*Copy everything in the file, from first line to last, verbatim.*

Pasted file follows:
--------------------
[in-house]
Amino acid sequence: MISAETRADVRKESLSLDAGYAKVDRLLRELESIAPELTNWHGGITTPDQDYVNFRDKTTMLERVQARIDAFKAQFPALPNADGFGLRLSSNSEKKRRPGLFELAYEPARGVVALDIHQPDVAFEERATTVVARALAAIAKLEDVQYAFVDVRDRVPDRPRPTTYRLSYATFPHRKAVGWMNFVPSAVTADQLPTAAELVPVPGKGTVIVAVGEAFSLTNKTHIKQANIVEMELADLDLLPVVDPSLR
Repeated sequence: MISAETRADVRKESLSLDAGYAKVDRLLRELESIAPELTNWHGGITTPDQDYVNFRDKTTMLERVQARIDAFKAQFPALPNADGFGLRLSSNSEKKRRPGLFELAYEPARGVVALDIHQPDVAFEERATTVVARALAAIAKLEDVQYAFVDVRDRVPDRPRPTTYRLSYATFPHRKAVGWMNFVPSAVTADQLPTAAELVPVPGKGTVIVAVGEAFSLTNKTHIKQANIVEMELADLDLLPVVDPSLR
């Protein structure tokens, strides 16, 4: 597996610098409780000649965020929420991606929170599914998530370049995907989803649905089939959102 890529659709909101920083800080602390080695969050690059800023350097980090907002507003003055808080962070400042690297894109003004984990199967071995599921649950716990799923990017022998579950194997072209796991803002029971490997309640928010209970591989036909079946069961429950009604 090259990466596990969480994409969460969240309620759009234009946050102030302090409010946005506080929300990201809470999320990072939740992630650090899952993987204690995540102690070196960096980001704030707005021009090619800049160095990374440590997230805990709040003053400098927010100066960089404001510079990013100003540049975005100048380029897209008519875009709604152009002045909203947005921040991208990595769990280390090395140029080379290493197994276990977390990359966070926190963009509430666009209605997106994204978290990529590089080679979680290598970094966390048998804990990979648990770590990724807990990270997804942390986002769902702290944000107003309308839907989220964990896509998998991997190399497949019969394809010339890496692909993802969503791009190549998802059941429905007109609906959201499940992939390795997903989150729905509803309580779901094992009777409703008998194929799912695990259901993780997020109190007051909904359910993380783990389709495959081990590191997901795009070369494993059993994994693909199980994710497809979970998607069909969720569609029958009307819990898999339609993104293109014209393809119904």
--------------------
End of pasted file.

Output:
[in-house]
Amino acid sequence: MISAETRADVRKESLSLDAGYAKVDRLLRELESIAPELTNWHGGITTPDQDYVNFRDKTTMLERVQARIDAFKAQFPALPNADGFGLRLSSNSEKKRRPGLFELAYEPARGVVALDIHQPDVAFEERATTVVARALAAIAKLEDVQYAFVDVRDRVPDRPRPTTYRLSYATFPHRKAVGWMNFVPSAVTADQLPTAAELVPVPGKGTVIVAVGEAFSLTNKTHIKQANIVEMELADLDLLPVVDPSLR
Repeated sequence: MISAETRADVRKESLSLDAGYAKVDRLLRELESIAPELTNWHGGITTPDQDYVNFRDKTTMLERVQARIDAFKAQFPALPNADGFGLRLSSNSEKKRRPGLFELAYEPARGVVALDIHQPDVAFEERATTVVARALAAIAKLEDVQYAFVDVRDRVPDRPRPTTYRLSYATFPHRKAVGWMNFVPSAVTADQLPTAAELVPVPGKGTVIVAVGEAFSLTNKTHIKQANIVEMELADLDLLPVVDPSLR
């Protein structure tokens, strides 16, 4: 597996610098409780000649965020929420991606929170599914998530370049995907989803649905089939959102 890529659709909101920083800080602390080695969050690059800023350097980090907002507003003055808080962070400042690297894109003004984990199967071995599921649950716990799923990017022998579950194997072209796991803002029971490997309640928010209970591989036909079946069961429950009604 090259990466596990969480994409969460969240309620759009234009946050102030302090409010946005506080929300990201809470999320990072939740992630650090899952993987204690995540102690070196960096980001704030707005021009090619800049160095990374440590997230805990709040003053400098927010100066960089404001510079990013100003540049975005100048380029897209008519875009709604152009002045909203947005921040991208990595769990280390090395140029080379290493197994276990977390990359966070926190963009509430666009209605997106994204978290990529590089080679979680290598970094966390048998804990990979648990770590990724807990990270997804942390986002769902702290944000107003309308839907989220964990896509998998991997190399497949019969394809010339890496692909993802969503791009190549998802059941429905007109609906959201499940992939390795997903989150729905509803309580779901094992009777409703008998194929799912695990259901993780997020109190007051909904359910993380783990389709495959081990590191997901795009070369494993059993994994693909199980994710497809979970998607069909969720569609029958009307819990898999339609993104293109014209393809119904």